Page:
have caught a glimpse of Ford’s
new in-house-designed 6.7-liter V-8 diesel engine under the hood of
a Super Duty engineering mule. Code-named Scorpion, the new engine
is expected to replace the Navistar-sourced 6.4-liter V-8 Power Stroke
diesel engine in Ford's heavy-duty pickups by 2011.
spy photos of Scorpion-equipped test trucks, we wondered why the Super Duty mules needed raised hoods. Now we think we know the reason: The picture clearly shows a gigantic radiator used to cool the engine for extreme towing applications.
Ford increased the size of the radiator in the 2008
Super Duty, when the 6.4-liter V-8 diesel debuted, by 33 percent. Now, we estimate its surface area has increased approximately another 10 to 20 percent with the new radiator. It’s so large it apparently has to be canted backward to fit under the hood!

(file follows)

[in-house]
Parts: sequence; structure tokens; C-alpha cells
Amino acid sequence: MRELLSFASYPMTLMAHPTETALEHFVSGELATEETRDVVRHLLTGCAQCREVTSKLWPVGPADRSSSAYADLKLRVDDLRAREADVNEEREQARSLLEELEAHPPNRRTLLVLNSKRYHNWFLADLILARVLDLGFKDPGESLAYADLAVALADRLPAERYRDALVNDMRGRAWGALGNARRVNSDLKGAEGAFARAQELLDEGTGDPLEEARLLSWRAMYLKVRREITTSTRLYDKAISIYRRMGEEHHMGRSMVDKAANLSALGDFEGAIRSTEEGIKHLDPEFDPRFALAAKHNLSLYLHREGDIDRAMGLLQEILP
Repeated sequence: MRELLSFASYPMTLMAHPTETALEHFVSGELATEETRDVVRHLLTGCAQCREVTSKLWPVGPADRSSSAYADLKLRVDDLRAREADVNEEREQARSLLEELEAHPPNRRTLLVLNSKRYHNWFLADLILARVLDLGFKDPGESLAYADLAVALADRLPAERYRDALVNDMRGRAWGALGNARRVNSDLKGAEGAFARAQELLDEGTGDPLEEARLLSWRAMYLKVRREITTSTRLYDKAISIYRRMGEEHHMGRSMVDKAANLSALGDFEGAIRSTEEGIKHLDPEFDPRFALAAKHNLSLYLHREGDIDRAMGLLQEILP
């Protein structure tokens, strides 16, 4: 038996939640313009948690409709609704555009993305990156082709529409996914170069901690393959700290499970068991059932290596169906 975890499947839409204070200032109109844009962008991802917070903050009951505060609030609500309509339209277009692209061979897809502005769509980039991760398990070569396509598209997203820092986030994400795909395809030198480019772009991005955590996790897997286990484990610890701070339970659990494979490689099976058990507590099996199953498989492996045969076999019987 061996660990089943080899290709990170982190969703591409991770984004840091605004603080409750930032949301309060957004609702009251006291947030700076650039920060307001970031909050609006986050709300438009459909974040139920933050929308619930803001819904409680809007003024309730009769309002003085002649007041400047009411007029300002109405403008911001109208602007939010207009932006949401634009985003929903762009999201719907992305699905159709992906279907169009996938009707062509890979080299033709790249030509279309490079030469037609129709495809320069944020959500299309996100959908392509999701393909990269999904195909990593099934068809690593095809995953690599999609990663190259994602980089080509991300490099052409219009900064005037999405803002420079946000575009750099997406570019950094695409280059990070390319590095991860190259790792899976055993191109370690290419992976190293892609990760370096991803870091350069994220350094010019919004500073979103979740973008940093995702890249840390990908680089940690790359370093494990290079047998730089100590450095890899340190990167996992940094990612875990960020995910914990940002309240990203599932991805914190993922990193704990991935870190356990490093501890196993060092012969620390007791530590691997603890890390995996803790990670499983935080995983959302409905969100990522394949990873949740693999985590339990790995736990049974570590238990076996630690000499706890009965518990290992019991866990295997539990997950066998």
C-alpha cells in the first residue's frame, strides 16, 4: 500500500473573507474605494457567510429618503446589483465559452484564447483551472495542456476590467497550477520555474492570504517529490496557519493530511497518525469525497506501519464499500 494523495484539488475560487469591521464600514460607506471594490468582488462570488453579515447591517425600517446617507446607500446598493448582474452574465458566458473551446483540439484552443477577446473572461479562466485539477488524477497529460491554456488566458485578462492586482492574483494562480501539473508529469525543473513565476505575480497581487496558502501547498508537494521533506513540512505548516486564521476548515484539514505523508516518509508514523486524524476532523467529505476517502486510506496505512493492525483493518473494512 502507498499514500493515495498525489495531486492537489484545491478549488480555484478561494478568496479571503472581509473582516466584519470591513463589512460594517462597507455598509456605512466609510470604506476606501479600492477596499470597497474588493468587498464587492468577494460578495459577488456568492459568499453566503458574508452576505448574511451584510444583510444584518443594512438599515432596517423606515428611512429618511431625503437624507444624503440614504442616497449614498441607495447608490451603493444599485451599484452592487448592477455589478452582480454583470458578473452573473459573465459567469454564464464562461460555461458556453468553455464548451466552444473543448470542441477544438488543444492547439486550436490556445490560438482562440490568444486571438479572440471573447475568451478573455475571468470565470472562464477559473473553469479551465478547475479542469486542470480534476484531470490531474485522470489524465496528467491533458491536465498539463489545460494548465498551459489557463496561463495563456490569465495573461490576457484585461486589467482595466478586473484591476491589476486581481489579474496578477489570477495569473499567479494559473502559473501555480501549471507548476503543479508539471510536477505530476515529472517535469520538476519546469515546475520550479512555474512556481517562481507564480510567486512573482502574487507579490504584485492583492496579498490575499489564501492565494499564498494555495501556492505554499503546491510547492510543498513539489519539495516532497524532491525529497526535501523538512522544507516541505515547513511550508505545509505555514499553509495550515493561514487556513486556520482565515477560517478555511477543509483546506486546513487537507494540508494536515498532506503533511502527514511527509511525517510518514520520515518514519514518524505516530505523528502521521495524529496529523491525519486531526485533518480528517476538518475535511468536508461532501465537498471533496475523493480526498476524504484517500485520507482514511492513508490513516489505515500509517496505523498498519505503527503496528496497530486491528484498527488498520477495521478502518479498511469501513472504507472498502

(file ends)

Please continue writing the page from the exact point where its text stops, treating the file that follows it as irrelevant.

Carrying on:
Our sources say
the Scorpion will
share several key traits with GM's revolutionary new light-duty 4.5-liter
Duramax V-8 diesel engine. Intake and exhaust flow through the cylinder
heads is reversed (relative to conventional diesel-engine design),
with the exhaust exiting directly into dual sequential turbos sitting
in the engine's valley. The Scorpion will also use lighter aluminum
cylinder heads, abandoning the cast-iron heads found in today's 6.4-liter
Power targets are said to be more than 390 horsepower and 720 pounds-feet of torque. Today's Power Stroke diesel is rated at 350 hp and 650 pounds-feet.
Scorpion fuel economy is expected to improve by 3 mpg or more versus the current Power Stroke. Helping the Scorpion's mileage will be a new six-speed automatic transmission, like the 2009 Ford F-150 has.